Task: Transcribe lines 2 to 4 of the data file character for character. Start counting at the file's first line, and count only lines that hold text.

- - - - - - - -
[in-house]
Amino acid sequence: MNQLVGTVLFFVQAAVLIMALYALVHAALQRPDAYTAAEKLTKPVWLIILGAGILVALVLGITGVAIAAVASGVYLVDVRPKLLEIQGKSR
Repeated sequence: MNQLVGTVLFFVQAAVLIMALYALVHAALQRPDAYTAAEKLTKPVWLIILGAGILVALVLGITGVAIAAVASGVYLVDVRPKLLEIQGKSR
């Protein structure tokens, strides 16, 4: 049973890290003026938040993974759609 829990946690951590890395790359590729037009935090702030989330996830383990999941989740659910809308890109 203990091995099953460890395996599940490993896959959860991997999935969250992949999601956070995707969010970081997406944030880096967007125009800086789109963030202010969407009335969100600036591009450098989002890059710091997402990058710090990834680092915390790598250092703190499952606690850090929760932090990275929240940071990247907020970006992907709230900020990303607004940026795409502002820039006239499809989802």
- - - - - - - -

Amino acid sequence: MNQLVGTVLFFVQAAVLIMALYALVHAALQRPDAYTAAEKLTKPVWLIILGAGILVALVLGITGVAIAAVASGVYLVDVRPKLLEIQGKSR
Repeated sequence: MNQLVGTVLFFVQAAVLIMALYALVHAALQRPDAYTAAEKLTKPVWLIILGAGILVALVLGITGVAIAAVASGVYLVDVRPKLLEIQGKSR
């Protein structure tokens, strides 16, 4: 049973890290003026938040993974759609 829990946690951590890395790359590729037009935090702030989330996830383990999941989740659910809308890109 203990091995099953460890395996599940490993896959959860991997999935969250992949999601956070995707969010970081997406944030880096967007125009800086789109963030202010969407009335969100600036591009450098989002890059710091997402990058710090990834680092915390790598250092703190499952606690850090929760932090990275929240940071990247907020970006992907709230900020990303607004940026795409502002820039006239499809989802």